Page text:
Maybe you are just a rare case and maybe you are not. The way you get kids to wear the brace is to suggest it will let them avoid surgery for life. If the truth is something other than that for many people either due to pain or progression even with brace treatment then it is false advertising.

Pooka1
03-06-2016, 10:43 AM
Sharon,
Look at the spinous processes again. They should look like little vertical disc shaped shadows that are centered. You should not see the sides of them or see them off center.

I can't upload the file but this is what I did.

I have drawn a red line on the ridge at the midline of each vertebra. There is equal mass on either side of those lines for each vertebra. The lines remain centered on the vertebra. If there was rotation, those lines would be off center and there would be unequal mass on either side of each line. Yes?

leahdragonfly
03-06-2016, 01:39 PM
Welcome. <snip> I looked at your x-rays and you do have rotation and your spine does NOT look like a 70 year old spine. I don't see any disc spurs from osteoarthritis or one vertebra sitting on top of the other. You seem to have decent disc height. What I did notice was your SI joints are not the same. The space between the ilium and sacrum is much larger on the left than it appears on the right. This may be a cause for your feeling of instability. <snip>

Just a friendly reminder that while many here have seen lots of spine x-rays and mean well, we are all lay people, and no one here is terribly qualified to accurately discuss x-ray findings, especially degenerative changes. Qualified spine orthopedic surgeons are the best source for that sort of advice.

Good luck with your upcoming appointment.

titaniumed
03-07-2016, 04:02 AM
Ed - I've taken steroid packs while waiting for a nerve block but never prescription NSAIDs. My doctor apparently ~thought~ he gave me prescription NSAIDs because he argued with me that my hair loss was from the drug and not the nerve block. (Three months after each nerve block, I lose a LOT of hair.) I declined another nerve block this time because the hair loss just adds insult to injury. I agreed that if the therapy doesn't stop the numbness in my leg, I'll reconsider the nerve block. So, this time he did give me a prescription NSAID, Meloxicam, which he said 5 minutes earlier could cause hair loss.... And he gave me muscle relaxers for sleeping because I'm not. They do help me get comfortable and sleep, but I've a couple of rough days afterwards.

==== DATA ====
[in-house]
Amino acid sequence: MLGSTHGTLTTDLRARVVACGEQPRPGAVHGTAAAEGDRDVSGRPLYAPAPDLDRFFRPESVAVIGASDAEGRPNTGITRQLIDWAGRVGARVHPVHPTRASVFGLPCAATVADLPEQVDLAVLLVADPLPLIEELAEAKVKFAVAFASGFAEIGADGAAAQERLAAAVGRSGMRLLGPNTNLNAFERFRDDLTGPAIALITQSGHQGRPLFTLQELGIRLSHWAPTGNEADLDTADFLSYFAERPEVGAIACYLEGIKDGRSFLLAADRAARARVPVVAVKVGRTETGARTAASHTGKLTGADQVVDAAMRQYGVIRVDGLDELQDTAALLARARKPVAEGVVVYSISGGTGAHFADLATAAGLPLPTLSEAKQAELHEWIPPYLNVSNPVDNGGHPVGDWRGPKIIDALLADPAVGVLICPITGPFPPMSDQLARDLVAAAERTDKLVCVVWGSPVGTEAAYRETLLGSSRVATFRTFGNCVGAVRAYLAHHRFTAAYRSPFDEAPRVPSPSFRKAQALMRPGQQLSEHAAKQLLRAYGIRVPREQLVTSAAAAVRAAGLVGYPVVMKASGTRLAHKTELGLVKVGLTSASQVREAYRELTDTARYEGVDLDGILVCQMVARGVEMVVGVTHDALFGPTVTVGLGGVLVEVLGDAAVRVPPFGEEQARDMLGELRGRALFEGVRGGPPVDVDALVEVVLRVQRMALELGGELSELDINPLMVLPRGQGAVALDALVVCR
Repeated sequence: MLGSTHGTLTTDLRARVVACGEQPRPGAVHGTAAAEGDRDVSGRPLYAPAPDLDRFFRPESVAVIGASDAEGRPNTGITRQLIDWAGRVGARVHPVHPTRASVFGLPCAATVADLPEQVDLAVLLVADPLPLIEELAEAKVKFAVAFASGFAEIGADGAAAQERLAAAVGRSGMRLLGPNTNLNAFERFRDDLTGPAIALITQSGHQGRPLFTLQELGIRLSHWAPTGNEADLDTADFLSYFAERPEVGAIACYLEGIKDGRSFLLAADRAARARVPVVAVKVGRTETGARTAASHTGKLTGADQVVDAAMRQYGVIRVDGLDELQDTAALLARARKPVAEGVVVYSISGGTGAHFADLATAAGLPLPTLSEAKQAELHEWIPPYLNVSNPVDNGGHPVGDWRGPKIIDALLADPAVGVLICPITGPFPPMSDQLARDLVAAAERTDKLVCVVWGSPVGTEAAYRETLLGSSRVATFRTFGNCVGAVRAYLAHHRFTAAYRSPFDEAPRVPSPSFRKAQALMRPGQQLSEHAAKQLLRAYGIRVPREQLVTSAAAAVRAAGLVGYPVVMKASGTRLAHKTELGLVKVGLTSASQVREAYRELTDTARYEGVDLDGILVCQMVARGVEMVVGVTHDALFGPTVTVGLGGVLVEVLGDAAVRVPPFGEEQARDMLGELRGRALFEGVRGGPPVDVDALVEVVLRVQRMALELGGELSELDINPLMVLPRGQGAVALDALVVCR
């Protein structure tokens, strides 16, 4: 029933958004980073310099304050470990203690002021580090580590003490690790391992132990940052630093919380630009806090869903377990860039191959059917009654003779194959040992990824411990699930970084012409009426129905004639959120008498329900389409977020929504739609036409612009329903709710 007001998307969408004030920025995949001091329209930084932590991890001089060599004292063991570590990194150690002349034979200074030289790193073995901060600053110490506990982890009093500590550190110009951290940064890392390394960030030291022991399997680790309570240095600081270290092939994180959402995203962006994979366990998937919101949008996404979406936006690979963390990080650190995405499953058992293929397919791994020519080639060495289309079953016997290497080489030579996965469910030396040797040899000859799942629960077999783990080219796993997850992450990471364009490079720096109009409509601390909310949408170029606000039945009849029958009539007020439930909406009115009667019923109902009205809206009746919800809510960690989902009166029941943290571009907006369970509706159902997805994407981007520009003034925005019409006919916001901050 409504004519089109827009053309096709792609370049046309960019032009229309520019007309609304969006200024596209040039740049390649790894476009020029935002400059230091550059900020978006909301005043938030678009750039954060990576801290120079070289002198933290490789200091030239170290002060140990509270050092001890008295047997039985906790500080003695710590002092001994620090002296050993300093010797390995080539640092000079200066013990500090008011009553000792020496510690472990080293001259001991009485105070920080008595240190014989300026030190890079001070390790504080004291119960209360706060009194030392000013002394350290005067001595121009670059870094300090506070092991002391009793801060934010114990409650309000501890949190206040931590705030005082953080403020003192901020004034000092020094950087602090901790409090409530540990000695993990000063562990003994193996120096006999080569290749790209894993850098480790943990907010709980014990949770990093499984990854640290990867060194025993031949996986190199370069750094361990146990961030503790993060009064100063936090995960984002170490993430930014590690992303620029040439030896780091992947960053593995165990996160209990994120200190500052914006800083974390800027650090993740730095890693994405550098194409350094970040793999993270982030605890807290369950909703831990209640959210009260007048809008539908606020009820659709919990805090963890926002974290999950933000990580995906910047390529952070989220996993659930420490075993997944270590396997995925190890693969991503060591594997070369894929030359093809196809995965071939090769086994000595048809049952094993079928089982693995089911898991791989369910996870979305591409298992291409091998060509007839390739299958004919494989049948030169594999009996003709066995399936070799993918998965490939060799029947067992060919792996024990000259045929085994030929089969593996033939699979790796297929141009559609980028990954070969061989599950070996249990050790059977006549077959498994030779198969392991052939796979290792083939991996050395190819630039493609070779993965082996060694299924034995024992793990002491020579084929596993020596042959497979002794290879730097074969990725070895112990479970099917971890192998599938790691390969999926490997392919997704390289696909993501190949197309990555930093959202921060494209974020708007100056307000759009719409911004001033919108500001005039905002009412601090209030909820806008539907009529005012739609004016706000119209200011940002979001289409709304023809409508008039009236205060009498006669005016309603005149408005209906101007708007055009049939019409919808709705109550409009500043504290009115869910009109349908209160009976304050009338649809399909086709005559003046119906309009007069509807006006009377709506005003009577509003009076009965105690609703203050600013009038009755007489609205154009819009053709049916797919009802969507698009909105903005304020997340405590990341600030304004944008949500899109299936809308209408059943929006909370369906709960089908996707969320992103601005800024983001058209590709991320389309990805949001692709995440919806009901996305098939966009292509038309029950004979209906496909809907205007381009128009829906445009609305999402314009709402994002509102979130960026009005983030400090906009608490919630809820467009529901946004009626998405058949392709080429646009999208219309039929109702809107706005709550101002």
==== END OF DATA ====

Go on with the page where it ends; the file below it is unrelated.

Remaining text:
There is not much chatter about Meloxicam here on this forum that I have seen, and have NO idea about hair loss. I never did any corticosteroid shots for herniated discs only due to my prior regular ortho’s confused staff. Surgeons have to have good staff or it really causes a lot of pain....Communication is best done by e-mail from the doctors PA or nurse.

I did take a medrol pack for my cervical herniations, and along with Diclofenac that worked after 30 days of intense pain. Nerve pain or disc herniation on the cord really is a pain that is an “alarming” burning sort of pain, unlike any other pre herniation pain living with scoliosis. It becomes critical because you cannot sleep well when you are in pain and you become sleep deprived. Lumbar herniation’s affect the hips and legs, neck herniation’s affect the arms and hands.

Years ago when I was suffering with my 4 lumbar herniation’s, I really had to lay low. My activity almost came to a standstill and sitting was extremely difficult. NSAID’s, hot tubs, and massages were the norm back in those days. Ocean therapy worked, I even had a situation where I was a passenger in a car, supporting and lifting my spine by holding or pushing down on the seat. We hit a bump in the road and I self adjusted myself which helped.

Please be aware that NSAID’s can also cause cardio problems, never abuse or overtake these meds.....

The easiest way and fastest way to pain relief will be by floating in a hot tub. Even after my surgeries, I used a deep tub, and at 106 deg F it works in seconds. I felt that the Percoset and Oxycodone was more of a mask and those orals don’t work well on nerve and bone pain......If you tub, drink a lot of water. I took many hot soaks at the famous Steamboat Hot Springs. If it was good enough for Mark Twain, it was good enough for me.

I tried Robaxin many years ago and felt that it was weak. I never took muscle relaxers after that point...1978 era...

A latex foam topper on the bed will help with sleep....many surgical patients use them after surgery....

If you shoot MRI’s or X-rays, get copies burned to disc for your records. They are your property, don’t let the radiologist assistant give you any guff about this. CT’s produce a lot of radiation, if possible, do this as a last ditch diagnostics effort.